How To Make Sure Your Remote Team Is Happy And Productive

Corporations are moving away from office spaces in droves, instead adopting the advantages of completely remote teams.

Often built from members all over the globe, remote marketing teams tend to either thrive or crumble entirely in this fully remote setting.

Over 70% of workers find a better work-life balance when they work remotely. A happier staff should equal higher productivity, right? Interestingly, this isn’t always the case.

In this article, we’ve outlined six tips for managers of remote marketing teams to improve their team’s morale and relationships in order to boost productivity.

6 Tips To Manage A Productive Remote Marketing Team

1. Cultivate a healthy, friendly team culture

Synergy is the force that binds remote teams — the largest detractor to remote-team synergy is poor communication. Without frequent, inclusive, and open communication between team members, you can expect:

  • Poor productivity and collaboration.
  • Team members feel disconnected or out of place;
  • Intra-team issues and burnout aren’t communicated;
  • Goals or deadlines missed completely.

Regular team meetings are a good start to get your team communicating effectively. When appropriate, one-on-one meetings help to clear up any underlying issues with a single team member (as long as you avoid making them feel singled out).

2. Set clear expectations, goals, and deadlines

As much as poor communication can be attributed to team culture, the blame can often lie with you, the manager. Even more than in-office teams, remote teams require crystal-clear expectations and goals.

Your team might consist of individuals from half a dozen time zones, so ensuring you’re all working on the same timeline is key. Deadlines can mean everything, especially in marketing.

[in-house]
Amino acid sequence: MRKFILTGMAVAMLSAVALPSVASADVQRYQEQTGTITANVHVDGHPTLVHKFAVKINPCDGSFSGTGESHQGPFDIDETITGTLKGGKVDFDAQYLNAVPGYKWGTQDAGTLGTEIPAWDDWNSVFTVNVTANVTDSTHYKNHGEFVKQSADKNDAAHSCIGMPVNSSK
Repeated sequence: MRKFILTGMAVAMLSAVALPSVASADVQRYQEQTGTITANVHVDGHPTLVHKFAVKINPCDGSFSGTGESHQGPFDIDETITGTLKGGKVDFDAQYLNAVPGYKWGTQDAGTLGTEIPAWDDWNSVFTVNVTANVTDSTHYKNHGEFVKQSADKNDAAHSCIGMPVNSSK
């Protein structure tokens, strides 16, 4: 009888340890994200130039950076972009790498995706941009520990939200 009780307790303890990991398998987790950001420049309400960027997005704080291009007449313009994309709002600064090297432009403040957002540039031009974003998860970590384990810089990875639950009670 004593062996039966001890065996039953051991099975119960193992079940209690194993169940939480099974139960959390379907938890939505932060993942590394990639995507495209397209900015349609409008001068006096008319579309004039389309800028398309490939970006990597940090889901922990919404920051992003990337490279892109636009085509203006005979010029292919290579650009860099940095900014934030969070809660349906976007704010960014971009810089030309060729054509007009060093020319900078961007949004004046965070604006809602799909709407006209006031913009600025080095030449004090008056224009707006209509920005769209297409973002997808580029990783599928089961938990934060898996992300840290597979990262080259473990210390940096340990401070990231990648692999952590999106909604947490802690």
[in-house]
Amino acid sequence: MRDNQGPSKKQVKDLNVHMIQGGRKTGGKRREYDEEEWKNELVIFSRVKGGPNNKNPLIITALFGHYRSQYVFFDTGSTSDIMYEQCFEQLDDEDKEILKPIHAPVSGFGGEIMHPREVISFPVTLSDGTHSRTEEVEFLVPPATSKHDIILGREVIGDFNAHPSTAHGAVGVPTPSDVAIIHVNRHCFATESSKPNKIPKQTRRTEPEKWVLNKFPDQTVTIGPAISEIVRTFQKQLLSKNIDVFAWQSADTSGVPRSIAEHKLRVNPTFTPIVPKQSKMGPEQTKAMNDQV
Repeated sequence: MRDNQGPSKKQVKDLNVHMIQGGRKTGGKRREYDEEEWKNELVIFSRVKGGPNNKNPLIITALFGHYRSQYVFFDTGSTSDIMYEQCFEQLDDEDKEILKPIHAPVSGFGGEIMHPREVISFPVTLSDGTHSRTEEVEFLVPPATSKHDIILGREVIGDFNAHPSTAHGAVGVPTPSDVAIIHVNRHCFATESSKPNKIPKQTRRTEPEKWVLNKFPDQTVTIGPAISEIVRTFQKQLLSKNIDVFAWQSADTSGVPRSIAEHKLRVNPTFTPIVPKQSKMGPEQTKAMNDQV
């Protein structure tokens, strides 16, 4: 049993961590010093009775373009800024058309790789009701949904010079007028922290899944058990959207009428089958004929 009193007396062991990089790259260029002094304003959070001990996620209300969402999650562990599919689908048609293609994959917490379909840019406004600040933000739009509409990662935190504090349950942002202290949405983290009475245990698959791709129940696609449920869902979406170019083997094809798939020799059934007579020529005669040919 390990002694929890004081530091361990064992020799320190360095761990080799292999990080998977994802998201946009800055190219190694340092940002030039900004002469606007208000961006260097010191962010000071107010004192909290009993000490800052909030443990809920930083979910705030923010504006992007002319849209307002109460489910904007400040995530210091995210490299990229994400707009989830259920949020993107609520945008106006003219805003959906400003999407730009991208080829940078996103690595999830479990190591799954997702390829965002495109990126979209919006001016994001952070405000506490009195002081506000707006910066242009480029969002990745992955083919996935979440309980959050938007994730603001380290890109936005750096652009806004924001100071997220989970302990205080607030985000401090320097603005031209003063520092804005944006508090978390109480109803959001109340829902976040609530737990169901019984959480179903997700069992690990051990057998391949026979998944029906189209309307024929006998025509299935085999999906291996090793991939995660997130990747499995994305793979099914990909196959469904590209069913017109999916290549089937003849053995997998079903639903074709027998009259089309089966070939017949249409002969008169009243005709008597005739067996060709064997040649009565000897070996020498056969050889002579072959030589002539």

As a remote marketing team manager:

  • Define deadlines by time zone to avoid misinterpretation;
  • Clearly express minimum working hours, weekly progress, etc.;
  • Check in regularly to ensure goals are being met.

3. Equip your team with the right tools

A remote team is only as effective as the tools you equip them with. Productivity and communication apps are the obvious choices, but what many teams disregard is their cyber safety.

Cyber attacks happen on marketing firms and teams of all sizes, stealing everything from client data to confidential business information. To enhance security measures, incorporating Windows remote desktop monitoring software can provide additional protection, especially for teams working remotely and remote desktops for IT support. Malware, IP address hacks, and phishing pose the biggest threat to your team.

At the very least, the tools your team NEEDS are:

  • Communication and team meeting platforms;
  • Project management tools like Trello or Asana;
  • Any relevant marketing, design, or research software;
  • Cybersecurity tools like antivirus, VPNs, password managers, etc.;
  • Accurate, non-invasive time-tracking tools.